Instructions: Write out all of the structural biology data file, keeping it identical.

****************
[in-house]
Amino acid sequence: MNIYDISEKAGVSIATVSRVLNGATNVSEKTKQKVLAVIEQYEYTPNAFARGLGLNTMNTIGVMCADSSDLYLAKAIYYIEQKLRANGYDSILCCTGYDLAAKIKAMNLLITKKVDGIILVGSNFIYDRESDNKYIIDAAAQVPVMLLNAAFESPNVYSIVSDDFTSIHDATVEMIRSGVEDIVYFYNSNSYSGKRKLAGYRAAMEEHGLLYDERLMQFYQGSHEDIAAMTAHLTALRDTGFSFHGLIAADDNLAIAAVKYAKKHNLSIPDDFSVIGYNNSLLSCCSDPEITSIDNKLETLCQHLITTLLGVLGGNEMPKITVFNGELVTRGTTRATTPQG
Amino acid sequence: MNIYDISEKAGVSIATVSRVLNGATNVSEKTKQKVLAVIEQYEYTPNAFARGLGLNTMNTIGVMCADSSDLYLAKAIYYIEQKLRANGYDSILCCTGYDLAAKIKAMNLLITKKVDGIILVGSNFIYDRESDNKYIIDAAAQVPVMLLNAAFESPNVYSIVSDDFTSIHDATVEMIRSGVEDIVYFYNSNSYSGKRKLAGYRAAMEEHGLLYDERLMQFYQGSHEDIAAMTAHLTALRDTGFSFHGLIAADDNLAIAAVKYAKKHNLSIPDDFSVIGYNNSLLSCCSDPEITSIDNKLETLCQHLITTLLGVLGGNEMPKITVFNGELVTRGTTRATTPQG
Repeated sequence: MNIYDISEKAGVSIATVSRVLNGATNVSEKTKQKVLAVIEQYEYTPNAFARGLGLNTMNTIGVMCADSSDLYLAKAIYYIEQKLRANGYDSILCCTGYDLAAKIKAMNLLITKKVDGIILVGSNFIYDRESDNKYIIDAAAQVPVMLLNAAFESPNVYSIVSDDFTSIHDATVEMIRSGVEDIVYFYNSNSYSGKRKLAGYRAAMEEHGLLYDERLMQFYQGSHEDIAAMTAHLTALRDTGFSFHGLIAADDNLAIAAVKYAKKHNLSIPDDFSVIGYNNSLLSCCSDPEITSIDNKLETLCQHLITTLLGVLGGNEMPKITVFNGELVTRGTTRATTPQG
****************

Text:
[in-house]
Amino acid sequence: MNIYDISEKAGVSIATVSRVLNGATNVSEKTKQKVLAVIEQYEYTPNAFARGLGLNTMNTIGVMCADSSDLYLAKAIYYIEQKLRANGYDSILCCTGYDLAAKIKAMNLLITKKVDGIILVGSNFIYDRESDNKYIIDAAAQVPVMLLNAAFESPNVYSIVSDDFTSIHDATVEMIRSGVEDIVYFYNSNSYSGKRKLAGYRAAMEEHGLLYDERLMQFYQGSHEDIAAMTAHLTALRDTGFSFHGLIAADDNLAIAAVKYAKKHNLSIPDDFSVIGYNNSLLSCCSDPEITSIDNKLETLCQHLITTLLGVLGGNEMPKITVFNGELVTRGTTRATTPQG
Amino acid sequence: MNIYDISEKAGVSIATVSRVLNGATNVSEKTKQKVLAVIEQYEYTPNAFARGLGLNTMNTIGVMCADSSDLYLAKAIYYIEQKLRANGYDSILCCTGYDLAAKIKAMNLLITKKVDGIILVGSNFIYDRESDNKYIIDAAAQVPVMLLNAAFESPNVYSIVSDDFTSIHDATVEMIRSGVEDIVYFYNSNSYSGKRKLAGYRAAMEEHGLLYDERLMQFYQGSHEDIAAMTAHLTALRDTGFSFHGLIAADDNLAIAAVKYAKKHNLSIPDDFSVIGYNNSLLSCCSDPEITSIDNKLETLCQHLITTLLGVLGGNEMPKITVFNGELVTRGTTRATTPQG
Repeated sequence: MNIYDISEKAGVSIATVSRVLNGATNVSEKTKQKVLAVIEQYEYTPNAFARGLGLNTMNTIGVMCADSSDLYLAKAIYYIEQKLRANGYDSILCCTGYDLAAKIKAMNLLITKKVDGIILVGSNFIYDRESDNKYIIDAAAQVPVMLLNAAFESPNVYSIVSDDFTSIHDATVEMIRSGVEDIVYFYNSNSYSGKRKLAGYRAAMEEHGLLYDERLMQFYQGSHEDIAAMTAHLTALRDTGFSFHGLIAADDNLAIAAVKYAKKHNLSIPDDFSVIGYNNSLLSCCSDPEITSIDNKLETLCQHLITTLLGVLGGNEMPKITVFNGELVTRGTTRATTPQG